Historically, the fight against the influence of the far right has always been centered on the struggle of the labor movement to unite workers as a class against the fascist demagogues and their big business financiers, who try to weaken and divide workers with their anti-Semitic, racist and nationalist agitation. The UAW and other industrial unions were established in the 1930s through the struggle of socialist-minded workers to develop class consciousness and politically inoculate workers against the fascist poison peddled by the likes of the KKK, Father Coughlin in Michigan and the Nazi-supporter Henry Ford.

But what was left of the “labor movement” in the United States died long ago. The UAW, in particular, is nothing more than a corporatist syndicate, many of whose executives have been indicted for accepting bribes from the companies and stealing workers’ dues money. The beginning of the end was the political subordination of the unions to the Democratic Party and through the Democrats to the capitalist system. This included the anticommunist purges of the late 1940s and 1950s, led by UAW President Walter Reuther, and the embrace of American imperialism, which was at the heart of the merger of the AFL and CIO in 1955.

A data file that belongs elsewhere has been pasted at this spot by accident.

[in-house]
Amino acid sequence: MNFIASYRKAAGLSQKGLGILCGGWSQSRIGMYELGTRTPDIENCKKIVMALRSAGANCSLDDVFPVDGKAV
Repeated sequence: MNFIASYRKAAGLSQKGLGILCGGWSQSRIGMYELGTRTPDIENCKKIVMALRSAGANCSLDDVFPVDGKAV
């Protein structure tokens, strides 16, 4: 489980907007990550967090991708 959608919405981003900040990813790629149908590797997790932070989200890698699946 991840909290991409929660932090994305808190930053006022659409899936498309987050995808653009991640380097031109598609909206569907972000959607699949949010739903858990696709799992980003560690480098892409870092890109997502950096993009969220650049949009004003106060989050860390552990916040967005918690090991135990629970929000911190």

By the 1980s, with the American ruling class shifting to a policy of class war in response to the loss of its dominant world position, the UAW and other unions adopted the corporatist outlook of labor-management partnership and collaborated in the defeat of strikes, wage-cutting, and the shutdown of factories and massive job losses. This went hand in hand with the promotion of “Buy American” chauvinism and the racist scapegoating of workers in Japan and other countries for “stealing American jobs.”

It is not an apology for the fascistic elements involved in the Michigan coup plot to note that the economic devastation in that state and other industrial centers in the United States, overseen by the unions, has created the conditions for the extreme right to recruit and find support.